“Hope is the thing with feathers that perches in the soul – and sings the tunes without the words – and never stops at all.”

That’s nice.


1851 – Melvil Dewey.

Librarian. He invented the Dewey Decimal system, a classification of library books. Early in life Dewey decided his destiny in life was to reform the education of the masses. One of his reforms was in spelling, or spelin, according to him. For a time he changed the spelling of his name from Melville Dewey to Melvil Dui. He copyrighted his library system in 1876, and it quickly became widely used. Dewey was a difficult man and even his friends wearied of defending him. He co-founded the American Library Association and within a year was forced to resign for offensive behavior, specifically sexual harassment of women. When he was a librarian at a college he required women to submit a photograph with their applications. He was also a racist and an anti-Semite.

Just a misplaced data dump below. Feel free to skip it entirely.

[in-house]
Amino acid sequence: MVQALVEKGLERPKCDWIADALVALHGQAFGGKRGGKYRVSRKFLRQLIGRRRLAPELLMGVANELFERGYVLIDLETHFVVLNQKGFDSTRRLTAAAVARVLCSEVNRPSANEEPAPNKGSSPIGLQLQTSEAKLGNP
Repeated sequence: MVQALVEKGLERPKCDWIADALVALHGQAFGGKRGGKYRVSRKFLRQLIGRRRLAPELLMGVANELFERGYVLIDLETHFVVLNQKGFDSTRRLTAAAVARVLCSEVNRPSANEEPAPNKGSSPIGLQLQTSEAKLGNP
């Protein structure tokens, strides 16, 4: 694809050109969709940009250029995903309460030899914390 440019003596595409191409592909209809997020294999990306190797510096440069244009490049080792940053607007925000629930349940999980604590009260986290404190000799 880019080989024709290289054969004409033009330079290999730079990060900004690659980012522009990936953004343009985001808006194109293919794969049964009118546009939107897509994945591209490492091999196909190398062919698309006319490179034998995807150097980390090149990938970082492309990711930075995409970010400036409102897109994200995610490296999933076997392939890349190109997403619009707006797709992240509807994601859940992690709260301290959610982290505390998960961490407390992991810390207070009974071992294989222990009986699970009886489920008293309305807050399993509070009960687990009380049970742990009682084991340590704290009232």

Well that’s disturbing. Does it mean when I now go to a library I can’t use his system to look up a book? The difficulties of living in a modern age.



At various junctures of his life, Gary has been an indifferent grade school student, poor high school student, good Navy radioman, one-time hippie, passable college student, inveterate traveler, dedicated writer, miscast accountant (except for one interesting stint at a Communist café), part-time screenwriting teacher, semi-proud veteran, unsuccessful retiree and new blogger.

You can reach him at



The above information was sourced from the following sites and newspapers.



We’d also like to thank the following photographers and videographers for the use of their images:

* Lead-In Image (Books) – Photo by Taylor Wright on Unsplash

* Huckleberry Finn (video) CrashCourse /

* Emily Dickinson (video) CrashCourse /

* Outro (Man-In-Museum Cartoon) – SkyPics Studio /